There is potential in the design (Daryl Cordell). Three white screens, backlit, allow offstage action to be viewed in silhouette. The bathhouse scene used this convention effectively although the scene did not contribute much to Mina’s story.
The strongest scenes were those that dealt with the emotional life of the characters at the end of the play. We are moved when the mother reveals the truth of Mina’s childhood and when Mina finally recalls her ordeal and confronts her abuser.
There are flaws in the writing, direction and acting in this production. However, the story is not without merit.
By Kate Herbert
Wednesday, 23 November 2005
Short & Sweet: 10 Minute Play Festival
Black Box, Arts Centre
Wed to Fri 8pm, Sat 3pm & 8pm December 10, 2005
Reviewer: Kate Herbert
There is prize money to be made from writing a 10-minute play. The Short & Sweet runs over three weeks with 10 plays featured each week in the main season and another 30 in the Wild Card section on Saturdays.
The ten plays in the Week One program were a mixed bag of lollies. Writing, acting and direction was uneven but there were one or two highlights.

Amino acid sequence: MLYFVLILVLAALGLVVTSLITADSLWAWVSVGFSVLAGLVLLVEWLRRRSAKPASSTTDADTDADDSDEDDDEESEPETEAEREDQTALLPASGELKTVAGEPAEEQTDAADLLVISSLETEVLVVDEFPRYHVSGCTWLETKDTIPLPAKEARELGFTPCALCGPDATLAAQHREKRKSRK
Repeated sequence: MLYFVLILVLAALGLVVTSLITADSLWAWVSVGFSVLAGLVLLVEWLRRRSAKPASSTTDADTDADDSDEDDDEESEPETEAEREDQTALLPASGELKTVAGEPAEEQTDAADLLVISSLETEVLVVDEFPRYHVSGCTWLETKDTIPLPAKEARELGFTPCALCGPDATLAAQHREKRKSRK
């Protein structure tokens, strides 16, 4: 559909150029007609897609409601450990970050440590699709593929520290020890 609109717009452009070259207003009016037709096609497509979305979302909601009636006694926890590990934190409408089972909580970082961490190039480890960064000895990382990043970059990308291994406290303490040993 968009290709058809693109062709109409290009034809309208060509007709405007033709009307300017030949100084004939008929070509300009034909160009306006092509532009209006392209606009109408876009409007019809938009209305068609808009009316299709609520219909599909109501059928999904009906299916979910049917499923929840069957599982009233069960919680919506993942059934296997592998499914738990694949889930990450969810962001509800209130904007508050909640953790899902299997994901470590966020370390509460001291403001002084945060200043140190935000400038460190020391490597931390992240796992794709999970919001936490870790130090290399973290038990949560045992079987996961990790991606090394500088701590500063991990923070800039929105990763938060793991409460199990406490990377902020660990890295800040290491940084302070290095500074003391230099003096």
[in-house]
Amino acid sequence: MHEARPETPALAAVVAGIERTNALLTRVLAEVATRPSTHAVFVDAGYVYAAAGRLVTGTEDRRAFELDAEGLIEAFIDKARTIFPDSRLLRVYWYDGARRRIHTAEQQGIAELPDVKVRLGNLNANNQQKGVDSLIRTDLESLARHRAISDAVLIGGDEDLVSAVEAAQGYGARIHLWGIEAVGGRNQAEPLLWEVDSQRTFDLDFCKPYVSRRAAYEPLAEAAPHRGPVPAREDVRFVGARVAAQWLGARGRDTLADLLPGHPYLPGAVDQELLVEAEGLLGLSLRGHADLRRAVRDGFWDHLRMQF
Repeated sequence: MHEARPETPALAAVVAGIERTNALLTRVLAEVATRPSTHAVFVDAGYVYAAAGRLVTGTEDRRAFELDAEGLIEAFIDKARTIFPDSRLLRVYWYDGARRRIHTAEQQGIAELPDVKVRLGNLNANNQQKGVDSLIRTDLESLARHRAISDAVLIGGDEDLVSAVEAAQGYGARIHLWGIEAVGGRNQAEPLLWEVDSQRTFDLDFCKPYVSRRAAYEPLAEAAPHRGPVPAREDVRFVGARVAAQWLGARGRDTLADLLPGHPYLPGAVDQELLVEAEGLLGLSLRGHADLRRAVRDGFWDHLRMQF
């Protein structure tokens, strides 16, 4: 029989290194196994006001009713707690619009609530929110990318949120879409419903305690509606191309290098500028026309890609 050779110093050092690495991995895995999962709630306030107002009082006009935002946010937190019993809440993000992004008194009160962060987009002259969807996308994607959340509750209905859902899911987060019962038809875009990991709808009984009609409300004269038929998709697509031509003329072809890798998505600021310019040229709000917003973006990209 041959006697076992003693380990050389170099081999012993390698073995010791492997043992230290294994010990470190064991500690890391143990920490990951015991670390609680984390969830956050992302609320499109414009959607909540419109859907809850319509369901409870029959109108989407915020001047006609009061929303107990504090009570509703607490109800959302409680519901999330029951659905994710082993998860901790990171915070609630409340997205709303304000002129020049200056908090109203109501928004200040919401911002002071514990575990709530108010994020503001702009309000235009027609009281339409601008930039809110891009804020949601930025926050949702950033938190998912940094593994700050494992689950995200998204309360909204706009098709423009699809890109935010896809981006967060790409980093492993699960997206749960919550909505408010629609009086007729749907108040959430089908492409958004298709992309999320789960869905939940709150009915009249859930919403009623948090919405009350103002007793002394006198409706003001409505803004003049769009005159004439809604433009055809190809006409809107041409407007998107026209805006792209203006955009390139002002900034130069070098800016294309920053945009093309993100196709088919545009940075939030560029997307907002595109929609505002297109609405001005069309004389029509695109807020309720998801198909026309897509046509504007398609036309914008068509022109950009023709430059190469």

The abstract piece, A Black Cat Kind of Day, (Meg Courtney) has a strong performance from Kelly Trounson as a dead girl who has a fatal asthma attack on the doorstep of a man who slept through her pounding on his door.
The Great Curran is swift and funny political sketch by Neil Cole, an ex-Labour Pollie. Curran uses his colourful personality and language to convince the Arbitration Commissioner (Greg Parker) that a meat worker should not be sacked for swearing at his boss.
Emilie Collyer’s Boxed is the most successful dramatic piece. While an old man listens to the footy, his dead wife’s aged voice is heard but a skilful dancer. (Mia Hollingworth) depicts her youthful self.
Too Dark A Pink (Julian Hobba) is a weak script based on a good comic premise. Dean tells his conservative parents that he is a Socialist and his mother is so horrified, she would prefer he was homosexual.